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Computer Games: Increase Learning in an Interactive Multidisciplinary Environment

Computer Games: Increase Learning in an Interactive Multidisciplinary Environment Our educational system is compartmentalized into various disciplines. Students learn to solve discipline specific problems rather than complex multidisciplinary problems. Commercially available computer games and simulators do not distinguish between academic disciplines. These games illustrate interactive whole systems, organize and integrate complex skills, and show how individual actions affect complex systems. Computer games and simulators enhance learning through visualization, experimentation, and creativity of play. Increased learning occurs by problem solving in a complex interactive multidisciplinary environment and by “seeing” causal relationships between individual actions and whole systems. The broader implications of using computer games in the classroom are for students to become more effective learners and thinkers enabling them to make connections across the curriculum. This article develops the ideas from the preliminary results of an ongoing experiment in a freshman engineering technology course at SUNY Farmingdale [1].1 The experiment measured an increase in learning using the computer game Sim City 2000. http://www.deepdyve.com/assets/images/DeepDyve-Logo-lg.png Journal of Educational Technology Systems SAGE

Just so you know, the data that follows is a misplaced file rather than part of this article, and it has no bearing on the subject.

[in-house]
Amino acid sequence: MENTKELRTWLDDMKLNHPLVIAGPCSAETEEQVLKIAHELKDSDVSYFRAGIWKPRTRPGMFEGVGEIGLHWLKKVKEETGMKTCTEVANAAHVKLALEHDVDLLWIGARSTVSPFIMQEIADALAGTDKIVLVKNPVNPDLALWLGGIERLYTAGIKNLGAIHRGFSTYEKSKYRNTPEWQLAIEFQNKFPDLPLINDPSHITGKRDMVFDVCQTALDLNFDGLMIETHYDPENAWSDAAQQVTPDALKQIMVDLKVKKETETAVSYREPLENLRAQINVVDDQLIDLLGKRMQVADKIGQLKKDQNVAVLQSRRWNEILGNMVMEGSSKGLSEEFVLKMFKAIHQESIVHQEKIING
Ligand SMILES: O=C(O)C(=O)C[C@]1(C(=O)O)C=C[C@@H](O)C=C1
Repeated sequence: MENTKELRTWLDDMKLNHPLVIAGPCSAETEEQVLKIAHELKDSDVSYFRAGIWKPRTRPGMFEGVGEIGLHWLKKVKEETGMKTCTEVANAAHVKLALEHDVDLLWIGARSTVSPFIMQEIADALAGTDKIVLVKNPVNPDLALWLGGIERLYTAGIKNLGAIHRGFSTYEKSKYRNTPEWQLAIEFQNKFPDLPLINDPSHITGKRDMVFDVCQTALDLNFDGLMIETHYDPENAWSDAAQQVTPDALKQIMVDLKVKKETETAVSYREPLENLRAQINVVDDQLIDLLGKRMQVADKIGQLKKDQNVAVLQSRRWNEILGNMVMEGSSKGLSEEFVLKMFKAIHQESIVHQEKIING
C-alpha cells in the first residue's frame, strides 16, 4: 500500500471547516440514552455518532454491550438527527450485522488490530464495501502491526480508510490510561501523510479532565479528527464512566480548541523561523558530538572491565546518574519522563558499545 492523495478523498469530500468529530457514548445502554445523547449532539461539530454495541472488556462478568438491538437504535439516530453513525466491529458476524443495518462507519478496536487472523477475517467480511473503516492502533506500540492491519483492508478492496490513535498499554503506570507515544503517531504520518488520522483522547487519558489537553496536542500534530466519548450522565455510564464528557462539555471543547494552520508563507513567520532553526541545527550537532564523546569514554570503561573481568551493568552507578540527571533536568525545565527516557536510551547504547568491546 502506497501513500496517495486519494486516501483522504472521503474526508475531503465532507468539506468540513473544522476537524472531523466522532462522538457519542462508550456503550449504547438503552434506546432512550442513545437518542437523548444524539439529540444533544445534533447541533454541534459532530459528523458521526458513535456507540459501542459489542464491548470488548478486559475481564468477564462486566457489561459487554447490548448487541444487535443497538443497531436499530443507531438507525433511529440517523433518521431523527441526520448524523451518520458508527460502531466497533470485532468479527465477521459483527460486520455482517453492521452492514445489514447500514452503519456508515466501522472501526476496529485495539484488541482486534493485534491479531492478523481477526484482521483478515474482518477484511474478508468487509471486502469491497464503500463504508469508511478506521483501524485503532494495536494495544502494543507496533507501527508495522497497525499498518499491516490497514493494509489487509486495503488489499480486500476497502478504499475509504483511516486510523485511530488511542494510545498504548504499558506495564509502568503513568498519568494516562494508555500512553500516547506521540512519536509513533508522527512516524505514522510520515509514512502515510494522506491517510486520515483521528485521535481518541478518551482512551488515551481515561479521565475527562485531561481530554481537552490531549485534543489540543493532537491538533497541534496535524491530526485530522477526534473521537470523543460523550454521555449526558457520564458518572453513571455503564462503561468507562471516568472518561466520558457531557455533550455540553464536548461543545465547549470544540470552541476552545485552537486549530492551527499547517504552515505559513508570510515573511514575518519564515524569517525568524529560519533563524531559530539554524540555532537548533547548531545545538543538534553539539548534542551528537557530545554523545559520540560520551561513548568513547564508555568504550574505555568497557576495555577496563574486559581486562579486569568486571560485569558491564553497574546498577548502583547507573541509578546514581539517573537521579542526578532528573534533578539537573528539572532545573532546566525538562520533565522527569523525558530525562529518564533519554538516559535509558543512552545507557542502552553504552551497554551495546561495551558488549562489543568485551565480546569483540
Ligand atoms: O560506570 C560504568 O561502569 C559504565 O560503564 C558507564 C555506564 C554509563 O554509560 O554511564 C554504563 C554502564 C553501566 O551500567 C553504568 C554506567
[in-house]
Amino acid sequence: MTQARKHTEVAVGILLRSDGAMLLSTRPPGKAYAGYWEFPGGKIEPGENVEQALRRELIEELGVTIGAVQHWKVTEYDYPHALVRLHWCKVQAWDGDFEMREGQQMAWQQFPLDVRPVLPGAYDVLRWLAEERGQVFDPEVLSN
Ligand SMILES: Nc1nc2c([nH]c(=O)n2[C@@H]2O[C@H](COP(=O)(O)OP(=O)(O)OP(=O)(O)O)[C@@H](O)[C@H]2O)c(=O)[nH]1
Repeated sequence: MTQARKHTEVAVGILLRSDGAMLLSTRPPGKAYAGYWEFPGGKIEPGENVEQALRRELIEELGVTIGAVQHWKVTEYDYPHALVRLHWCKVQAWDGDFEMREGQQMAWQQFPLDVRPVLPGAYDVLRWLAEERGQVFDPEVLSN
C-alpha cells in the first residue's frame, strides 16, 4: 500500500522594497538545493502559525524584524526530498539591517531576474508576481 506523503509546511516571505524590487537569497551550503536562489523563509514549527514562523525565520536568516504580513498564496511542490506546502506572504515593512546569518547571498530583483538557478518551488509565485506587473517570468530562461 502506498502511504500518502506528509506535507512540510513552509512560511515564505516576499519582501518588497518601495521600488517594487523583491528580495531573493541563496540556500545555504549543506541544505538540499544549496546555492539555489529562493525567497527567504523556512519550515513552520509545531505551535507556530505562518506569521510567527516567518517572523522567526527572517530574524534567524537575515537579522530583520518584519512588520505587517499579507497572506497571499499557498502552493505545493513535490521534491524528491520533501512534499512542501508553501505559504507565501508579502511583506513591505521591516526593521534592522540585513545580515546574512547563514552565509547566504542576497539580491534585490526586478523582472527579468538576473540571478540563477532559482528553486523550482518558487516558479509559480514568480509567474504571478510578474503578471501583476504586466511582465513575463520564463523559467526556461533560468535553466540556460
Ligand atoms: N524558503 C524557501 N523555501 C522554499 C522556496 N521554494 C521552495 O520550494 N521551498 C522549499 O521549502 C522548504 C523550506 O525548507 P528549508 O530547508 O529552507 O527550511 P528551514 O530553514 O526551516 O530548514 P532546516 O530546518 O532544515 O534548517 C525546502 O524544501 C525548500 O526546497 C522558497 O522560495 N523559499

Computer Games: Increase Learning in an Interactive Multidisciplinary Environment

Journal of Educational Technology Systems , Volume 24 (2): 11 – Dec 1, 1995

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References (1)

Publisher
SAGE
Copyright
© 1995 SAGE Publications
ISSN
0047-2395
eISSN
1541-3810
DOI
10.2190/119M-BRMU-J8HC-XM6F
Publisher site
See Article on Publisher Site

Abstract

Our educational system is compartmentalized into various disciplines. Students learn to solve discipline specific problems rather than complex multidisciplinary problems. Commercially available computer games and simulators do not distinguish between academic disciplines. These games illustrate interactive whole systems, organize and integrate complex skills, and show how individual actions affect complex systems. Computer games and simulators enhance learning through visualization, experimentation, and creativity of play. Increased learning occurs by problem solving in a complex interactive multidisciplinary environment and by “seeing” causal relationships between individual actions and whole systems. The broader implications of using computer games in the classroom are for students to become more effective learners and thinkers enabling them to make connections across the curriculum. This article develops the ideas from the preliminary results of an ongoing experiment in a freshman engineering technology course at SUNY Farmingdale [1].1 The experiment measured an increase in learning using the computer game Sim City 2000.

Journal

Journal of Educational Technology SystemsSAGE

Published: Dec 1, 1995

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